“Rethinking the Language of Biblical Prophecy and Apocalyptic”
“Prophecy speaks to the heart as much as the head. If we think that by objectifying and exegeting every aspect of prophecy we can grasp the intent, we will have ignored one of the most important features of prophecy.” (Sandy, p.31)
Prophecy is not the easiest genre of Scripture to read or understand. Much of what is at stake in studying the prophetic passages of Scripture is history, and without a strong understanding of biblical history, these passages tend to blend and meld together, making the books of prophecy, sadly, some of the most avoidable in Scripture. D. Brent Sandy has provided a fantastic and even amusing read, however, in his book, Plowshares & Pruning Hooks, one that not only teaches the importance of recognizing the placement of prophecy in history, but more importantly also emphasizes the language necessary for understanding how to read it.
One of the major emphases in Plowshares is that the language the prophets used was highly figurative. The books of prophecy we have today did not come from a single session of writing, like the Epistles of Paul had, for example. In fact, the prophetic books were often the result of multiple years of oral preaching (see Jeremiah 36:22-23, 32), finely honed with figurative language for maximum impact (i.e. Isaiah 33:11). “We must realize that the language of prophecy may be poetic, emotive, conditional, hyperbolic, figurative, surreal, oral and uncertain about fulfillment” (56), Sandy writes, concluding that we ought not nitpick every word of prophecy as some authors are prone to do, hoping to find its hidden message, for it steals from the message of God and makes Him out to be the great Riddler rather than the divine Communicator that He truly is.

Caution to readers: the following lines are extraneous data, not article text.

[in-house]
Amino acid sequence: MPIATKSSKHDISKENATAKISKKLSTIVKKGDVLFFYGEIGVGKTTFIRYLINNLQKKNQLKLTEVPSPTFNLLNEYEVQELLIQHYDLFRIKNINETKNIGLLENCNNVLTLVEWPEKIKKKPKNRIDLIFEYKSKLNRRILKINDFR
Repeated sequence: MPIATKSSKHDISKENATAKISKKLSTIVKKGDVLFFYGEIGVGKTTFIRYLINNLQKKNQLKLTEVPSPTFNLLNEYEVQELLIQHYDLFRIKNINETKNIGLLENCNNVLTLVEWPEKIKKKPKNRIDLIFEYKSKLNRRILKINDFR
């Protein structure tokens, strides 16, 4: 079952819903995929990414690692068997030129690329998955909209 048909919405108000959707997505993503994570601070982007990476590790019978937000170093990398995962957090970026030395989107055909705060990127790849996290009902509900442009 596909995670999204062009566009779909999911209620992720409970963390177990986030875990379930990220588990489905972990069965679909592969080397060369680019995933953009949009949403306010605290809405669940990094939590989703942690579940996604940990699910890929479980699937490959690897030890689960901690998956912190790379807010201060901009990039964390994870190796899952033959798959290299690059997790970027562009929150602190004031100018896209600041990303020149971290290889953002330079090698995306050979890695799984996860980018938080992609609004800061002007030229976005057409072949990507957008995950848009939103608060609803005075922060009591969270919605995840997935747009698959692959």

Sandy’s chapters 6 and 7 provide an excellent discussion on the foretelling nature of prophecy by first investigating how prophecy has already been fulfilled in order to then identify how similar prophecies will be fulfilled in the future. Such investigation certainly provides a strong argument for a less literal interpretation: not that the prophecies are unreal but that the words used are more figurative than specific. He approaches this reality of prophecy by differentiating between both transparent and translucent predictions. Whereas a prophecy can be transparent in that it shares the fact of God’s impending judgment, it can also be translucent in that it might not clearly define how the judgement will come.
Sandy’s book gave me a new perspective on biblical prophecy and a method of reading it that has not necessarily been my natural way of reading. He does reveal the reality that studying prophecy involves a great of work and literary knowledge, but he does not leave his readers hanging, hoping they will figure it out on their own. While other books on prophecy are available and could probably teach the same material just as well, I think that Sandy’s writing style helps keep the material interesting, much less like a textbook and more like a self-studybook. His book is filled with practical helps to guide his readers through the adventures of prophecy, and I would recommend it to relative beginners looking to learn best methods in studying biblical prophecy.